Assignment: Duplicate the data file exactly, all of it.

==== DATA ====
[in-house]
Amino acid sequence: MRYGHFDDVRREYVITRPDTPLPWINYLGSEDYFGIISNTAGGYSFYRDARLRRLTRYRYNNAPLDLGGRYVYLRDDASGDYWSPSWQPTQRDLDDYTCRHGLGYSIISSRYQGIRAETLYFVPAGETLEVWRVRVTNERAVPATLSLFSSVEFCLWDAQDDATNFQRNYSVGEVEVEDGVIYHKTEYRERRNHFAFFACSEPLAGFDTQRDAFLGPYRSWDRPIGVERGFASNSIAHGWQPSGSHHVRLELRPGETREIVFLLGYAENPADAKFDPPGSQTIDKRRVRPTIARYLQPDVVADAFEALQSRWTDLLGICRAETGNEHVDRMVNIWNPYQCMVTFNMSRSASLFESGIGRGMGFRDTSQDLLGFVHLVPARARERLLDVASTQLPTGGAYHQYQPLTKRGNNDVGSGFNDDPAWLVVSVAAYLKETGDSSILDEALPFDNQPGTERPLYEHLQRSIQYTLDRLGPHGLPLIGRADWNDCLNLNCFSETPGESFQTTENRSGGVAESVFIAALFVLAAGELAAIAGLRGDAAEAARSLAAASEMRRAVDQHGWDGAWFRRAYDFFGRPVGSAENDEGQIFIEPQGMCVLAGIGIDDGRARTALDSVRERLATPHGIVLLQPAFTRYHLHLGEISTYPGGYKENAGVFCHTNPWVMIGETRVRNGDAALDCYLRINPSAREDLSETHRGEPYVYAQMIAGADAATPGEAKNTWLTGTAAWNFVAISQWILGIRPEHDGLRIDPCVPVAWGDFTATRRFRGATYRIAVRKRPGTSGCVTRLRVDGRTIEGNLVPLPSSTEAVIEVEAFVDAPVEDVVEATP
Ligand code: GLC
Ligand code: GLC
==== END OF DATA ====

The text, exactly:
[in-house]
Amino acid sequence: MRYGHFDDVRREYVITRPDTPLPWINYLGSEDYFGIISNTAGGYSFYRDARLRRLTRYRYNNAPLDLGGRYVYLRDDASGDYWSPSWQPTQRDLDDYTCRHGLGYSIISSRYQGIRAETLYFVPAGETLEVWRVRVTNERAVPATLSLFSSVEFCLWDAQDDATNFQRNYSVGEVEVEDGVIYHKTEYRERRNHFAFFACSEPLAGFDTQRDAFLGPYRSWDRPIGVERGFASNSIAHGWQPSGSHHVRLELRPGETREIVFLLGYAENPADAKFDPPGSQTIDKRRVRPTIARYLQPDVVADAFEALQSRWTDLLGICRAETGNEHVDRMVNIWNPYQCMVTFNMSRSASLFESGIGRGMGFRDTSQDLLGFVHLVPARARERLLDVASTQLPTGGAYHQYQPLTKRGNNDVGSGFNDDPAWLVVSVAAYLKETGDSSILDEALPFDNQPGTERPLYEHLQRSIQYTLDRLGPHGLPLIGRADWNDCLNLNCFSETPGESFQTTENRSGGVAESVFIAALFVLAAGELAAIAGLRGDAAEAARSLAAASEMRRAVDQHGWDGAWFRRAYDFFGRPVGSAENDEGQIFIEPQGMCVLAGIGIDDGRARTALDSVRERLATPHGIVLLQPAFTRYHLHLGEISTYPGGYKENAGVFCHTNPWVMIGETRVRNGDAALDCYLRINPSAREDLSETHRGEPYVYAQMIAGADAATPGEAKNTWLTGTAAWNFVAISQWILGIRPEHDGLRIDPCVPVAWGDFTATRRFRGATYRIAVRKRPGTSGCVTRLRVDGRTIEGNLVPLPSSTEAVIEVEAFVDAPVEDVVEATP
Ligand code: GLC
Ligand code: GLC